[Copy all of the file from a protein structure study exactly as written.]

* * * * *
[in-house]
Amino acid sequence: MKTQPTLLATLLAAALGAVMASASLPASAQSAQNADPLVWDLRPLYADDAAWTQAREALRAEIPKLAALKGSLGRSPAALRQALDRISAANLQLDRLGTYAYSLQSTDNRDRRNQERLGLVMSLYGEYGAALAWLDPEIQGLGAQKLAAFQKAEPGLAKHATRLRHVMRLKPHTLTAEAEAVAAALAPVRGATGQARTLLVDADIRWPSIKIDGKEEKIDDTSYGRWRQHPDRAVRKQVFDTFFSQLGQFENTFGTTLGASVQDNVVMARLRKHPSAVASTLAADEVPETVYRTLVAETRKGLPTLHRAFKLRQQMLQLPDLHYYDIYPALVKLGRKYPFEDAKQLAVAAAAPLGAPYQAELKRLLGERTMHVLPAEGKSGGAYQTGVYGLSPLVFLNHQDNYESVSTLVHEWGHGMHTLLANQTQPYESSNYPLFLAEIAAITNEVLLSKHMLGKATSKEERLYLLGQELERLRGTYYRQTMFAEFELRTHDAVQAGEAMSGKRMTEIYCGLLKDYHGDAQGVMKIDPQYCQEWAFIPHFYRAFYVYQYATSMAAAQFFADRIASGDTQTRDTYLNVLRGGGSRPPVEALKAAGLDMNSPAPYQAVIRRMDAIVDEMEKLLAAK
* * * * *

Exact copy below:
[in-house]
Amino acid sequence: MKTQPTLLATLLAAALGAVMASASLPASAQSAQNADPLVWDLRPLYADDAAWTQAREALRAEIPKLAALKGSLGRSPAALRQALDRISAANLQLDRLGTYAYSLQSTDNRDRRNQERLGLVMSLYGEYGAALAWLDPEIQGLGAQKLAAFQKAEPGLAKHATRLRHVMRLKPHTLTAEAEAVAAALAPVRGATGQARTLLVDADIRWPSIKIDGKEEKIDDTSYGRWRQHPDRAVRKQVFDTFFSQLGQFENTFGTTLGASVQDNVVMARLRKHPSAVASTLAADEVPETVYRTLVAETRKGLPTLHRAFKLRQQMLQLPDLHYYDIYPALVKLGRKYPFEDAKQLAVAAAAPLGAPYQAELKRLLGERTMHVLPAEGKSGGAYQTGVYGLSPLVFLNHQDNYESVSTLVHEWGHGMHTLLANQTQPYESSNYPLFLAEIAAITNEVLLSKHMLGKATSKEERLYLLGQELERLRGTYYRQTMFAEFELRTHDAVQAGEAMSGKRMTEIYCGLLKDYHGDAQGVMKIDPQYCQEWAFIPHFYRAFYVYQYATSMAAAQFFADRIASGDTQTRDTYLNVLRGGGSRPPVEALKAAGLDMNSPAPYQAVIRRMDAIVDEMEKLLAAK